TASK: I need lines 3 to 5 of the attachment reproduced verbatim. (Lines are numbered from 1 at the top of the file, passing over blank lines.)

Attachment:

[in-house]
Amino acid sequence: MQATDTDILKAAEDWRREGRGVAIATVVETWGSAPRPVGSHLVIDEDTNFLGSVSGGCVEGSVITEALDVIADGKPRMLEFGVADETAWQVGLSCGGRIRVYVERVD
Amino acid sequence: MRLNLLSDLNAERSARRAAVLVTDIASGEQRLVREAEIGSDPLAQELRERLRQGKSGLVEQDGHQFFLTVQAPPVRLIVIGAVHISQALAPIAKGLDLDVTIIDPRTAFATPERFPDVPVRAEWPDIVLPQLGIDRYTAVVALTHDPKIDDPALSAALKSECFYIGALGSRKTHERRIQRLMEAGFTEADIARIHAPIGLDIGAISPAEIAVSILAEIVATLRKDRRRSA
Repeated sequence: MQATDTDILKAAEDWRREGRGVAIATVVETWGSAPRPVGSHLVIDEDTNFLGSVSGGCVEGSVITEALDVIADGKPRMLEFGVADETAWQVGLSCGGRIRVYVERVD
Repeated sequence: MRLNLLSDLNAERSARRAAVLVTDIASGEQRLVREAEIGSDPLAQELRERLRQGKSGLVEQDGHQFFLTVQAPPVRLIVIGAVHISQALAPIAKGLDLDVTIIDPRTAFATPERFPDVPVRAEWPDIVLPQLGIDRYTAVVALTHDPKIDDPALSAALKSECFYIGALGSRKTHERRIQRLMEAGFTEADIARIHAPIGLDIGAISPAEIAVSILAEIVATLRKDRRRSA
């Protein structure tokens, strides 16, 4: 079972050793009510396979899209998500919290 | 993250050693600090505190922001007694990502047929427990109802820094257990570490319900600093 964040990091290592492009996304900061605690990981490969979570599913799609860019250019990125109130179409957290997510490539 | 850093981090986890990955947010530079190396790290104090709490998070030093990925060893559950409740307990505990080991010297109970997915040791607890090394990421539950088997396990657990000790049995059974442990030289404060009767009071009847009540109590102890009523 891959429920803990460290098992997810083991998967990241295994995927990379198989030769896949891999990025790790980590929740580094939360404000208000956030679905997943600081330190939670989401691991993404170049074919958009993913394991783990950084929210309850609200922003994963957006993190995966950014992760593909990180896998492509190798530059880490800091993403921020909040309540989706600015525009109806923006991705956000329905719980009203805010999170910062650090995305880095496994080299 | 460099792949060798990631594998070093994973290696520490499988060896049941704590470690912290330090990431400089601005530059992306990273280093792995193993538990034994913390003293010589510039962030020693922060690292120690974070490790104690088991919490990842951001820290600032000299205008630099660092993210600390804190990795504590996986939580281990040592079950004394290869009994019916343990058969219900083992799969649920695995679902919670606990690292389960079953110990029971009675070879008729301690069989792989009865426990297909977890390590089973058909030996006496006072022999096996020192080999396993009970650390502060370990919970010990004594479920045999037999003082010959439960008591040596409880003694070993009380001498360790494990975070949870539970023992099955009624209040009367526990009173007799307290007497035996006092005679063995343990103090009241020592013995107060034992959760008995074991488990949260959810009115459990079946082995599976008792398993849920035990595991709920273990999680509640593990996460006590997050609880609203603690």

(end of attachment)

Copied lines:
Amino acid sequence: MRLNLLSDLNAERSARRAAVLVTDIASGEQRLVREAEIGSDPLAQELRERLRQGKSGLVEQDGHQFFLTVQAPPVRLIVIGAVHISQALAPIAKGLDLDVTIIDPRTAFATPERFPDVPVRAEWPDIVLPQLGIDRYTAVVALTHDPKIDDPALSAALKSECFYIGALGSRKTHERRIQRLMEAGFTEADIARIHAPIGLDIGAISPAEIAVSILAEIVATLRKDRRRSA
Repeated sequence: MQATDTDILKAAEDWRREGRGVAIATVVETWGSAPRPVGSHLVIDEDTNFLGSVSGGCVEGSVITEALDVIADGKPRMLEFGVADETAWQVGLSCGGRIRVYVERVD
Repeated sequence: MRLNLLSDLNAERSARRAAVLVTDIASGEQRLVREAEIGSDPLAQELRERLRQGKSGLVEQDGHQFFLTVQAPPVRLIVIGAVHISQALAPIAKGLDLDVTIIDPRTAFATPERFPDVPVRAEWPDIVLPQLGIDRYTAVVALTHDPKIDDPALSAALKSECFYIGALGSRKTHERRIQRLMEAGFTEADIARIHAPIGLDIGAISPAEIAVSILAEIVATLRKDRRRSA